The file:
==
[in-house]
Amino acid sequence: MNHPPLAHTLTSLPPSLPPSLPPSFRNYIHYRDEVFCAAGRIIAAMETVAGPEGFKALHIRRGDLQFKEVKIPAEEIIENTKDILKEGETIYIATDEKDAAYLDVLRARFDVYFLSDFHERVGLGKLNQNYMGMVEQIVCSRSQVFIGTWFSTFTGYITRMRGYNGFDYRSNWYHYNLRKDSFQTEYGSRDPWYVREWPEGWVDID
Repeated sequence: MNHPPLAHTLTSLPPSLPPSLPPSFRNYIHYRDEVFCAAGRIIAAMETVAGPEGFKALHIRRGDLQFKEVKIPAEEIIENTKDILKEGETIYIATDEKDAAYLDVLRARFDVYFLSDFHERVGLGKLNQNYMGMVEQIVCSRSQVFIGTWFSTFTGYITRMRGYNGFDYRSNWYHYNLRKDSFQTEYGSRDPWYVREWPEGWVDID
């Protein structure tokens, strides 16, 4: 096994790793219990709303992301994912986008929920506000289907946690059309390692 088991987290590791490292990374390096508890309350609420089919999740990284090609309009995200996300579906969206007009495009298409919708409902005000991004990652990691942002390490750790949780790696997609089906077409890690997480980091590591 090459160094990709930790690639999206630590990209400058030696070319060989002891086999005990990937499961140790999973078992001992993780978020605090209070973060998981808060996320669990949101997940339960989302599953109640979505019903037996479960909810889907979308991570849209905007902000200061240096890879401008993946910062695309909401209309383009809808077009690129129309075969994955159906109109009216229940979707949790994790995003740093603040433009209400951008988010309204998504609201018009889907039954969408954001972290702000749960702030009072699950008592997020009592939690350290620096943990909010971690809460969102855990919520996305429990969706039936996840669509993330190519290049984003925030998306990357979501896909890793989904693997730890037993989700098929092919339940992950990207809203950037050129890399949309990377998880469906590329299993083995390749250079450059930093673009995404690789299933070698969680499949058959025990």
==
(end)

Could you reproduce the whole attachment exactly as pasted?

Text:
[in-house]
Amino acid sequence: MNHPPLAHTLTSLPPSLPPSLPPSFRNYIHYRDEVFCAAGRIIAAMETVAGPEGFKALHIRRGDLQFKEVKIPAEEIIENTKDILKEGETIYIATDEKDAAYLDVLRARFDVYFLSDFHERVGLGKLNQNYMGMVEQIVCSRSQVFIGTWFSTFTGYITRMRGYNGFDYRSNWYHYNLRKDSFQTEYGSRDPWYVREWPEGWVDID
Repeated sequence: MNHPPLAHTLTSLPPSLPPSLPPSFRNYIHYRDEVFCAAGRIIAAMETVAGPEGFKALHIRRGDLQFKEVKIPAEEIIENTKDILKEGETIYIATDEKDAAYLDVLRARFDVYFLSDFHERVGLGKLNQNYMGMVEQIVCSRSQVFIGTWFSTFTGYITRMRGYNGFDYRSNWYHYNLRKDSFQTEYGSRDPWYVREWPEGWVDID
């Protein structure tokens, strides 16, 4: 096994790793219990709303992301994912986008929920506000289907946690059309390692 088991987290590791490292990374390096508890309350609420089919999740990284090609309009995200996300579906969206007009495009298409919708409902005000991004990652990691942002390490750790949780790696997609089906077409890690997480980091590591 090459160094990709930790690639999206630590990209400058030696070319060989002891086999005990990937499961140790999973078992001992993780978020605090209070973060998981808060996320669990949101997940339960989302599953109640979505019903037996479960909810889907979308991570849209905007902000200061240096890879401008993946910062695309909401209309383009809808077009690129129309075969994955159906109109009216229940979707949790994790995003740093603040433009209400951008988010309204998504609201018009889907039954969408954001972290702000749960702030009072699950008592997020009592939690350290620096943990909010971690809460969102855990919520996305429990969706039936996840669509993330190519290049984003925030998306990357979501896909890793989904693997730890037993989700098929092919339940992950990207809203950037050129890399949309990377998880469906590329299993083995390749250079450059930093673009995404690789299933070698969680499949058959025990």